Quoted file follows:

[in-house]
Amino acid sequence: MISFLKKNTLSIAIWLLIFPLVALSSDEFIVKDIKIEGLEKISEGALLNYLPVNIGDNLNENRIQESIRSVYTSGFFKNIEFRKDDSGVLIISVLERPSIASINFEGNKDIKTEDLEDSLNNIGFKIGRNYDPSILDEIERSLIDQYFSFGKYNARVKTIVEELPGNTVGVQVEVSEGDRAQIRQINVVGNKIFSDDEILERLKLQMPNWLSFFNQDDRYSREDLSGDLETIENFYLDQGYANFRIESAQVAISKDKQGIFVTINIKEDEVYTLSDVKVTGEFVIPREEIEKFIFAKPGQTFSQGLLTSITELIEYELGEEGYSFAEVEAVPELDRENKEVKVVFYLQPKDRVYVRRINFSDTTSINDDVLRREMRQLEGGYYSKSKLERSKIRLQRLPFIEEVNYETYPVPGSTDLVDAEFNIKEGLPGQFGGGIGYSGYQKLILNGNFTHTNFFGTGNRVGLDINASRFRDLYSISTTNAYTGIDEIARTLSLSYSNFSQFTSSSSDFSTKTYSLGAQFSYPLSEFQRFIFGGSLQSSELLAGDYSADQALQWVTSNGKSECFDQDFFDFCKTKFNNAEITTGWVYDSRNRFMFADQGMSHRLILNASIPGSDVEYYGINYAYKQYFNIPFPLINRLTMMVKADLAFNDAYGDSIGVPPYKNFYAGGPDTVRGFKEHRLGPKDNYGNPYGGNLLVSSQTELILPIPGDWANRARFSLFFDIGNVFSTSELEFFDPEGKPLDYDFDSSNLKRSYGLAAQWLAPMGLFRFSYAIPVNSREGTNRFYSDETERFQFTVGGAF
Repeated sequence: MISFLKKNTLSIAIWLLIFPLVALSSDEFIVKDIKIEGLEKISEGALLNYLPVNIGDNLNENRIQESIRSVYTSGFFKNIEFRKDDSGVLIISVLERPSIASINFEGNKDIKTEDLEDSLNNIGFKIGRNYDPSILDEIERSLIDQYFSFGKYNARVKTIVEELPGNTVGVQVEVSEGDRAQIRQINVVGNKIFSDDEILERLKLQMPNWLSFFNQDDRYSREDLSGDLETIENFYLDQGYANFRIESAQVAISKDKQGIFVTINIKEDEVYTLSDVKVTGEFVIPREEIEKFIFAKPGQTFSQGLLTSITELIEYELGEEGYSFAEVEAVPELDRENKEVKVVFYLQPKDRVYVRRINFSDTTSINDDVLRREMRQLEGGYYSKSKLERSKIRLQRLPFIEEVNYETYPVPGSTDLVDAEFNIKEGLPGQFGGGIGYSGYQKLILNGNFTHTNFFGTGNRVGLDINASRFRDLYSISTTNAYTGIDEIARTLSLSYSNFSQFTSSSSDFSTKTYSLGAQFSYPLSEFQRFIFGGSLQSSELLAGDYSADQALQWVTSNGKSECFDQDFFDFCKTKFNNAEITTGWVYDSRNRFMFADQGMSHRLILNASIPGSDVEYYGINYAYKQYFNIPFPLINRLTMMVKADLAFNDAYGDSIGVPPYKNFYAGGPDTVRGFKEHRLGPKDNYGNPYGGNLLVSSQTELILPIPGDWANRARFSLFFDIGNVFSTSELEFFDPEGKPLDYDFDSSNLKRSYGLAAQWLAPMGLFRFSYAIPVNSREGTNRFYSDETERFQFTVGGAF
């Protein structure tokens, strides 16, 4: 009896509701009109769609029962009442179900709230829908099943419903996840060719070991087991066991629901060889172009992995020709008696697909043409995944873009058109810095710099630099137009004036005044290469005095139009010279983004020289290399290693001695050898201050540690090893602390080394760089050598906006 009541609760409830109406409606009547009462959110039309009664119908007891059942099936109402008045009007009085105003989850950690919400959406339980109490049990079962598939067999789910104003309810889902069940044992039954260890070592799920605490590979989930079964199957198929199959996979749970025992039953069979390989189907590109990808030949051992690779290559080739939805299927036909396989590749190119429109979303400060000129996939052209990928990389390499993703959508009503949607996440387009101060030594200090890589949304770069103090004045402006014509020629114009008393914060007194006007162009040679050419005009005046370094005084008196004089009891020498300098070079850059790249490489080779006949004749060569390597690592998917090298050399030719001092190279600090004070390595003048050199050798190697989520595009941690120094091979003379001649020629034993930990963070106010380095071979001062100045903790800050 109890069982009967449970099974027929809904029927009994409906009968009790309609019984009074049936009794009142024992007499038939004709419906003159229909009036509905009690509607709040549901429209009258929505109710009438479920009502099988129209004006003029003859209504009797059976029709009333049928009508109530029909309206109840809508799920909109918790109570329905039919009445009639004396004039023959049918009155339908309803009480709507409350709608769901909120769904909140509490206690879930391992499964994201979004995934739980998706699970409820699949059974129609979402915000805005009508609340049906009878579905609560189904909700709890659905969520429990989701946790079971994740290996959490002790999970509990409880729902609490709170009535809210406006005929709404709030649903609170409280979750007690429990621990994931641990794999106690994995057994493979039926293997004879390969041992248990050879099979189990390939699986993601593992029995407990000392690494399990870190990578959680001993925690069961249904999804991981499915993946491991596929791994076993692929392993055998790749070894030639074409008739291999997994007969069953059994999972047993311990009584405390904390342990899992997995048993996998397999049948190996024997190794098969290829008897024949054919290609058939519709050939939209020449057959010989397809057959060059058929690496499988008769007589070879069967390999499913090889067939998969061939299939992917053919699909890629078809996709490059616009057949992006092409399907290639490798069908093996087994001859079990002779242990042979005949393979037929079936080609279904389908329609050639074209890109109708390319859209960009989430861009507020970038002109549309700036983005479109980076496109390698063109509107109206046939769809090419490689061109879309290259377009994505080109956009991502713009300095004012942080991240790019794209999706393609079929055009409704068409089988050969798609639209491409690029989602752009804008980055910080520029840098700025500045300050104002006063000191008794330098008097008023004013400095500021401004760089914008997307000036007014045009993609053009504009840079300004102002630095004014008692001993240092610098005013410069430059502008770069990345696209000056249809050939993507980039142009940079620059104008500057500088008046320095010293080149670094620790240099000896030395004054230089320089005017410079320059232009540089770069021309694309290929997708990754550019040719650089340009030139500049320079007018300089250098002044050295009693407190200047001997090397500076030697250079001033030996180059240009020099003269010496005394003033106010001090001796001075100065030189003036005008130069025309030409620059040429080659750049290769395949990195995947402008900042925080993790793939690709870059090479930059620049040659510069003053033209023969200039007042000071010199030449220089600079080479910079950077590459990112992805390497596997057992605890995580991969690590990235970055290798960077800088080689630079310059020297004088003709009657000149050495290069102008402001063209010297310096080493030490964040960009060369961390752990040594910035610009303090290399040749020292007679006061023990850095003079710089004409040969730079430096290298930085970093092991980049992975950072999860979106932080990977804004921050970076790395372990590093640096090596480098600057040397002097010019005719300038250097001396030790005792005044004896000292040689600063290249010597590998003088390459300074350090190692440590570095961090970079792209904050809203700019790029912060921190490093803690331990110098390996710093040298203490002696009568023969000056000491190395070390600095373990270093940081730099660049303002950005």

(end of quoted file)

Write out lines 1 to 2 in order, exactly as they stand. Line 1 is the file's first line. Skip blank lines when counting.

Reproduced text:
[in-house]
Amino acid sequence: MISFLKKNTLSIAIWLLIFPLVALSSDEFIVKDIKIEGLEKISEGALLNYLPVNIGDNLNENRIQESIRSVYTSGFFKNIEFRKDDSGVLIISVLERPSIASINFEGNKDIKTEDLEDSLNNIGFKIGRNYDPSILDEIERSLIDQYFSFGKYNARVKTIVEELPGNTVGVQVEVSEGDRAQIRQINVVGNKIFSDDEILERLKLQMPNWLSFFNQDDRYSREDLSGDLETIENFYLDQGYANFRIESAQVAISKDKQGIFVTINIKEDEVYTLSDVKVTGEFVIPREEIEKFIFAKPGQTFSQGLLTSITELIEYELGEEGYSFAEVEAVPELDRENKEVKVVFYLQPKDRVYVRRINFSDTTSINDDVLRREMRQLEGGYYSKSKLERSKIRLQRLPFIEEVNYETYPVPGSTDLVDAEFNIKEGLPGQFGGGIGYSGYQKLILNGNFTHTNFFGTGNRVGLDINASRFRDLYSISTTNAYTGIDEIARTLSLSYSNFSQFTSSSSDFSTKTYSLGAQFSYPLSEFQRFIFGGSLQSSELLAGDYSADQALQWVTSNGKSECFDQDFFDFCKTKFNNAEITTGWVYDSRNRFMFADQGMSHRLILNASIPGSDVEYYGINYAYKQYFNIPFPLINRLTMMVKADLAFNDAYGDSIGVPPYKNFYAGGPDTVRGFKEHRLGPKDNYGNPYGGNLLVSSQTELILPIPGDWANRARFSLFFDIGNVFSTSELEFFDPEGKPLDYDFDSSNLKRSYGLAAQWLAPMGLFRFSYAIPVNSREGTNRFYSDETERFQFTVGGAF